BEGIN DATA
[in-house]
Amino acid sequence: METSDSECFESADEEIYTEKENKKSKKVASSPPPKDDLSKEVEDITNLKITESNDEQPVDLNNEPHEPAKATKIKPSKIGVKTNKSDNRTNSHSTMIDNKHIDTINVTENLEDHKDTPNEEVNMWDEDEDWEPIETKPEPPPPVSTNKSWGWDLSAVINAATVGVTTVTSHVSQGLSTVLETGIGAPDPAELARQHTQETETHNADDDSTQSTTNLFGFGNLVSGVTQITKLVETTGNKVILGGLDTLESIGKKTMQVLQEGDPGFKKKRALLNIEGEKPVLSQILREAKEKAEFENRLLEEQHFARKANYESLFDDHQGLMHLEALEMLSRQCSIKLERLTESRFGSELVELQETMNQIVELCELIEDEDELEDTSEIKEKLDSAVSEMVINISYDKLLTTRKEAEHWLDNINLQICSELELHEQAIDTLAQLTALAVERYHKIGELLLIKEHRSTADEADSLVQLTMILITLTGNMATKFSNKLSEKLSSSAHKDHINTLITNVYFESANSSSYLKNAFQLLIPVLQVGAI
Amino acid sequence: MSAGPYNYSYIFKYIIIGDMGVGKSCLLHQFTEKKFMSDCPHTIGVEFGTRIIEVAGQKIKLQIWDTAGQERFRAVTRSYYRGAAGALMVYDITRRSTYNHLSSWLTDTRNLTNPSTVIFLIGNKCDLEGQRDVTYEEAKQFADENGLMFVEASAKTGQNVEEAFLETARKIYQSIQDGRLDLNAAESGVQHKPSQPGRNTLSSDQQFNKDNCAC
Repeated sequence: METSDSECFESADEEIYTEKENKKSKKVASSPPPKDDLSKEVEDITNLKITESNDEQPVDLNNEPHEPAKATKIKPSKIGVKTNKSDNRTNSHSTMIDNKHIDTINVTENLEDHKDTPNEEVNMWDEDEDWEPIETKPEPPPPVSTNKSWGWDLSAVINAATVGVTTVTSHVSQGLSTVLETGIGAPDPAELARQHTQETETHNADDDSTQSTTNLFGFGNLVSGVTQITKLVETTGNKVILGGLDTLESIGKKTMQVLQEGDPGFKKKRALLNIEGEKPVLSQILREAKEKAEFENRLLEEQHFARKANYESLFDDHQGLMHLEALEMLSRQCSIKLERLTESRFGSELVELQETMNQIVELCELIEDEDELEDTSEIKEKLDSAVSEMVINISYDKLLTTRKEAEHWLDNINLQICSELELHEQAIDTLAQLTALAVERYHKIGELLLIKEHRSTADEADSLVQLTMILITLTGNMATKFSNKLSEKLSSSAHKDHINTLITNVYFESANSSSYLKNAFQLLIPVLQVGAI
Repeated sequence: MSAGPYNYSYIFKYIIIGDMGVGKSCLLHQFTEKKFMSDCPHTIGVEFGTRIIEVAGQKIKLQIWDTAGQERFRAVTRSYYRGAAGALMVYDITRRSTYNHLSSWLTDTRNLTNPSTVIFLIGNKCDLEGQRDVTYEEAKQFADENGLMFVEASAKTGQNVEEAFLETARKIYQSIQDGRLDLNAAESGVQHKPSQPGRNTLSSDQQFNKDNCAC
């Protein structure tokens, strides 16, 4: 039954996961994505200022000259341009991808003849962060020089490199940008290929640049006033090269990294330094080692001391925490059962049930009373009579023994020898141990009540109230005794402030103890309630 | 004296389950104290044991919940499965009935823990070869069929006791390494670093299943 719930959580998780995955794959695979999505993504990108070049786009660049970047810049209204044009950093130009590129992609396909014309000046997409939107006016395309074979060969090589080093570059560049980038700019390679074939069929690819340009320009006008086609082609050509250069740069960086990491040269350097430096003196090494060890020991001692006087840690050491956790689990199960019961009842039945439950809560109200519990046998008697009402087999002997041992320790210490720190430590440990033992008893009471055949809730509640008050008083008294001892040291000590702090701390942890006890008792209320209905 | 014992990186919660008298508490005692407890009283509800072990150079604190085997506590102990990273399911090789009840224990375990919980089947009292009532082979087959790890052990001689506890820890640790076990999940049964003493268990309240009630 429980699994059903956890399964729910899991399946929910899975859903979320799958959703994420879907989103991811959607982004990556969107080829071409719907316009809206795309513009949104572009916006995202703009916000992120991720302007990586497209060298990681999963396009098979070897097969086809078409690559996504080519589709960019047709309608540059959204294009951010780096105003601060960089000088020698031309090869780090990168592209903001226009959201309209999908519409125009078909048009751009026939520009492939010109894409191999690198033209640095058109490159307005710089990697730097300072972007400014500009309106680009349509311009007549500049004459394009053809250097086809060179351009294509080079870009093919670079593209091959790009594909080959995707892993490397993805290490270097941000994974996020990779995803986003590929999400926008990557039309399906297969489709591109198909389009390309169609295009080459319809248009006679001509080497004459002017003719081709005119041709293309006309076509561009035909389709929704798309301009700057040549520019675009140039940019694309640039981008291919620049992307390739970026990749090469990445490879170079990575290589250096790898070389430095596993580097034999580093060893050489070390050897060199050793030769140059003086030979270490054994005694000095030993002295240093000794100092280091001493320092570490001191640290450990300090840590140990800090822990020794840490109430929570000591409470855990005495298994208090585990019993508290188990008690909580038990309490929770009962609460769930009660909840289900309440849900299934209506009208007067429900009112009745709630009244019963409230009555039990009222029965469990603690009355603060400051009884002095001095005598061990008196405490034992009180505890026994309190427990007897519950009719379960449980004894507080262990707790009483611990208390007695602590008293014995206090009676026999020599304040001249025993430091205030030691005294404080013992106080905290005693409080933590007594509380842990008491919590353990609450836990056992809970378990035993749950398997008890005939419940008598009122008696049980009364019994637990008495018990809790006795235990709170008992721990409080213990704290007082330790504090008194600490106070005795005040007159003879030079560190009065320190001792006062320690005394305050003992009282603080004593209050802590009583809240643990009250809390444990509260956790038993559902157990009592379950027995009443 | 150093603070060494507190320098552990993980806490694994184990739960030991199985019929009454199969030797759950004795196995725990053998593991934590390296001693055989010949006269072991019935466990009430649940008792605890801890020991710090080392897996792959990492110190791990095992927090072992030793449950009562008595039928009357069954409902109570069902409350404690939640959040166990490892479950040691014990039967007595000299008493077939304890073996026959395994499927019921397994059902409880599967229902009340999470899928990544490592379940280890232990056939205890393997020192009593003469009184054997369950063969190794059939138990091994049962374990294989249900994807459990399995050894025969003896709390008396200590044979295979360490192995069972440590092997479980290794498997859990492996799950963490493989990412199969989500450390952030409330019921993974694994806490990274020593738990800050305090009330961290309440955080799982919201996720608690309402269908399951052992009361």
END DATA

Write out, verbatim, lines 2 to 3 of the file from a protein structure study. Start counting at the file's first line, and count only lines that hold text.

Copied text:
Amino acid sequence: METSDSECFESADEEIYTEKENKKSKKVASSPPPKDDLSKEVEDITNLKITESNDEQPVDLNNEPHEPAKATKIKPSKIGVKTNKSDNRTNSHSTMIDNKHIDTINVTENLEDHKDTPNEEVNMWDEDEDWEPIETKPEPPPPVSTNKSWGWDLSAVINAATVGVTTVTSHVSQGLSTVLETGIGAPDPAELARQHTQETETHNADDDSTQSTTNLFGFGNLVSGVTQITKLVETTGNKVILGGLDTLESIGKKTMQVLQEGDPGFKKKRALLNIEGEKPVLSQILREAKEKAEFENRLLEEQHFARKANYESLFDDHQGLMHLEALEMLSRQCSIKLERLTESRFGSELVELQETMNQIVELCELIEDEDELEDTSEIKEKLDSAVSEMVINISYDKLLTTRKEAEHWLDNINLQICSELELHEQAIDTLAQLTALAVERYHKIGELLLIKEHRSTADEADSLVQLTMILITLTGNMATKFSNKLSEKLSSSAHKDHINTLITNVYFESANSSSYLKNAFQLLIPVLQVGAI
Amino acid sequence: MSAGPYNYSYIFKYIIIGDMGVGKSCLLHQFTEKKFMSDCPHTIGVEFGTRIIEVAGQKIKLQIWDTAGQERFRAVTRSYYRGAAGALMVYDITRRSTYNHLSSWLTDTRNLTNPSTVIFLIGNKCDLEGQRDVTYEEAKQFADENGLMFVEASAKTGQNVEEAFLETARKIYQSIQDGRLDLNAAESGVQHKPSQPGRNTLSSDQQFNKDNCAC